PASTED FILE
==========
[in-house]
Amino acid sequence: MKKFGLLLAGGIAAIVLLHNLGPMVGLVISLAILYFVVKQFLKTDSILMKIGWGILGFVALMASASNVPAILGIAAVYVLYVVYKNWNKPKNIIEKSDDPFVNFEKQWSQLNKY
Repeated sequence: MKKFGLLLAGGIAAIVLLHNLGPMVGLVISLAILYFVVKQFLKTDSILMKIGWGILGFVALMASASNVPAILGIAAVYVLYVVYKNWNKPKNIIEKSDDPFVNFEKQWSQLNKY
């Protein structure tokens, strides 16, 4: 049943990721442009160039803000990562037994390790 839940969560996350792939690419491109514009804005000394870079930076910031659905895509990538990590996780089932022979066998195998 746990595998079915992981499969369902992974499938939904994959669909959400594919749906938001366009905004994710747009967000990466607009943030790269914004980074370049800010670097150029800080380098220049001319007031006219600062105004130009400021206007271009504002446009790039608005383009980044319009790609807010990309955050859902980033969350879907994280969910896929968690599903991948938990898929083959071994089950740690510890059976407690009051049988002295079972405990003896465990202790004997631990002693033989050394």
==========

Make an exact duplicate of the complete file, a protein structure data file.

[in-house]
Amino acid sequence: MKKFGLLLAGGIAAIVLLHNLGPMVGLVISLAILYFVVKQFLKTDSILMKIGWGILGFVALMASASNVPAILGIAAVYVLYVVYKNWNKPKNIIEKSDDPFVNFEKQWSQLNKY
Repeated sequence: MKKFGLLLAGGIAAIVLLHNLGPMVGLVISLAILYFVVKQFLKTDSILMKIGWGILGFVALMASASNVPAILGIAAVYVLYVVYKNWNKPKNIIEKSDDPFVNFEKQWSQLNKY
């Protein structure tokens, strides 16, 4: 049943990721442009160039803000990562037994390790 839940969560996350792939690419491109514009804005000394870079930076910031659905895509990538990590996780089932022979066998195998 746990595998079915992981499969369902992974499938939904994959669909959400594919749906938001366009905004994710747009967000990466607009943030790269914004980074370049800010670097150029800080380098220049001319007031006219600062105004130009400021206007271009504002446009790039608005383009980044319009790609807010990309955050859902980033969350879907994280969910896929968690599903991948938990898929083959071994089950740690510890059976407690009051049988002295079972405990003896465990202790004997631990002693033989050394």